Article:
Everywhere we turn these days, “Big Data” is top of mind. For CMOs, the hype of “Big Data” will soon become a reality. When I think about “Big Data” from the CMO perspective, I divide the world by data source: the Search Web, the Social Web, Web Crawling, and Crowd Sourcing.
Then, for each of the categorical sources of data we, at VDC, are building an inventory of use cases. For the CMO, for example, for the Search Web, the sources of data include both first-party (e.g., Expedia, Cars.com, etc. ) and third-party sources (BlueKai, eXelate, etc.). When we view these companies as data sources, we can begin to create valuable, often-transformational applications using these new sources of “Big Data.”
For instance, by observing and understanding the quantity and geography of searches over time, we can improve the efficiency of a media buy. Example: if I am the CMO of a hotel property and I am a national advertiser using television, I can adjust the timing and targeted market(s) using these new sources of data. In this illustration:
- If search volume for hotel bookings is currently low in Chicago but high in LA, I can adjust my television ad spend accordingly.
- If search volume for hotel bookings are off-the-charts high, I can not only optimize my ad spend by market, but I can increase my overall ad spend in those markets that have exceptionally high traffic to capture more share. Another significant benefit: I can also increase my room rates.
Since high search volume is a leading indicator of the future high level of booking, I have an opportunity to set my rates and maximize profits.
In addition to using search data as a leading indicator of future bookings by market, the CMO can also use the data as a competitive analysis tool. This search traffic can further be broken down by brand:
- How does the directed search volume for my property compare to that for my competitors?
- How does it breakdown by market?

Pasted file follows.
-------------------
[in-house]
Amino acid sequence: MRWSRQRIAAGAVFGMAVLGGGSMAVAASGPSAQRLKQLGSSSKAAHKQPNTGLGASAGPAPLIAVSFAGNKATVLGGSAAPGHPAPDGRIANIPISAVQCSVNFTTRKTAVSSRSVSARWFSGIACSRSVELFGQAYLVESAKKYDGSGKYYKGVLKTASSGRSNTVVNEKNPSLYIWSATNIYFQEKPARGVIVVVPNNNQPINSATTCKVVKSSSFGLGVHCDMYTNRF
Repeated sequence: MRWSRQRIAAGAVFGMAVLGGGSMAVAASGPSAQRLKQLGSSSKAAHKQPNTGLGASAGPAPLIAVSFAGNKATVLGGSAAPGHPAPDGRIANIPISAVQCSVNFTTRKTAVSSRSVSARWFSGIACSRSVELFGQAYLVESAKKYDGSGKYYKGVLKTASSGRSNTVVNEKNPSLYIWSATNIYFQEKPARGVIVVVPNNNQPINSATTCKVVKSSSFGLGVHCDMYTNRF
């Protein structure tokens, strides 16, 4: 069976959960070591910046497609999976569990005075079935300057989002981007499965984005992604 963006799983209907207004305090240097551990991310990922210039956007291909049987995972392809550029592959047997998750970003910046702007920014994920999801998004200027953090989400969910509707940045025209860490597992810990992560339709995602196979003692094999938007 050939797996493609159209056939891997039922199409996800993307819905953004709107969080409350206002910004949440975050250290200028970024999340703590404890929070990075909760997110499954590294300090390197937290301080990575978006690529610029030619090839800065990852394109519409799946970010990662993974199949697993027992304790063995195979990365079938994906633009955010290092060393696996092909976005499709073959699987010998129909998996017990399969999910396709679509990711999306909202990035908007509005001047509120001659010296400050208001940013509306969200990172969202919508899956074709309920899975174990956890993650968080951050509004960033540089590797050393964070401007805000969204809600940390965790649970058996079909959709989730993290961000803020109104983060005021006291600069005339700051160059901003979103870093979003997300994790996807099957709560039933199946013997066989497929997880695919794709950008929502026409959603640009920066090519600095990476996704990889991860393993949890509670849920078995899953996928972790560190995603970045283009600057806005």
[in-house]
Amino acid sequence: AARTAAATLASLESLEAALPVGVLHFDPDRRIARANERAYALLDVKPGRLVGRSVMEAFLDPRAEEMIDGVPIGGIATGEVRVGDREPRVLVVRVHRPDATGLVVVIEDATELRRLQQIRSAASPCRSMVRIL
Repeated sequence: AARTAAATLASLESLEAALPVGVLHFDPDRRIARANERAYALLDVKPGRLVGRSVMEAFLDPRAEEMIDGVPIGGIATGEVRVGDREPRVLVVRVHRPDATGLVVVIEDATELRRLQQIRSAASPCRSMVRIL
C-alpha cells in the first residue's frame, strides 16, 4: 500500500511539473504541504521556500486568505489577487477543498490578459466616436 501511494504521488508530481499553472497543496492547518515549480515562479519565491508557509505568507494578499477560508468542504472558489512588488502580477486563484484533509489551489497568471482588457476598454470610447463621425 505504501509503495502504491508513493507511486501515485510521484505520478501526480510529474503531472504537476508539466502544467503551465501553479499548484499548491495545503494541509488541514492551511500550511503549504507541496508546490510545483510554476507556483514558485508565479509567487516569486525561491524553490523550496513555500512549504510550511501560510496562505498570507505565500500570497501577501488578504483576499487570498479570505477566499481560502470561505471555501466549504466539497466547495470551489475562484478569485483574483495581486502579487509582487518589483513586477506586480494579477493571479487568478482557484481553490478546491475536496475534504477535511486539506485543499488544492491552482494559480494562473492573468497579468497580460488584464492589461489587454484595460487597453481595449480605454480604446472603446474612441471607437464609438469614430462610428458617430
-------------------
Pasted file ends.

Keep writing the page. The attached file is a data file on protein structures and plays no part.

This data is not only useful for competitive analysis purposes but can be used to adjust the advertising message by market – and to emphasize my brand’s advantages over the competition.
Of course, this approach does not only apply to television, it applies to all targeted media: direct mail, e-mail, display, mobile, etc.
Think about the power of these new data sources. What better leading indicator of future demand for a product could there be than to understand how consumers are planning to buy the product in the future as represented by their search activity today? This data surely will transform our marketing processes.
This description represents just one use case of using search data to optimize ad spend and yield superior management strategies. There are many other use cases under development for the search web and there are an equal number of use cases under development for the other “Big Data” sourcing categories: the Social Web, Web Crawling, and Crowd Sourcing.
While this example was for hotel properties, this same use case applies not only for many other aspects of travel-related services but also applies equally well for an almost endless array of consumer-driven industries: auto, financial services, healthcare, etc.
This simple example illustrates the transformational power of “Big Data.” The capability to extract these insights from “Big Data” are here today and the practical application of these concepts to address the CMO challenges of today is just around the corner. It is truly a very exciting time for those of us who work in the “Big Data” business.
– Dr. Charles Stryker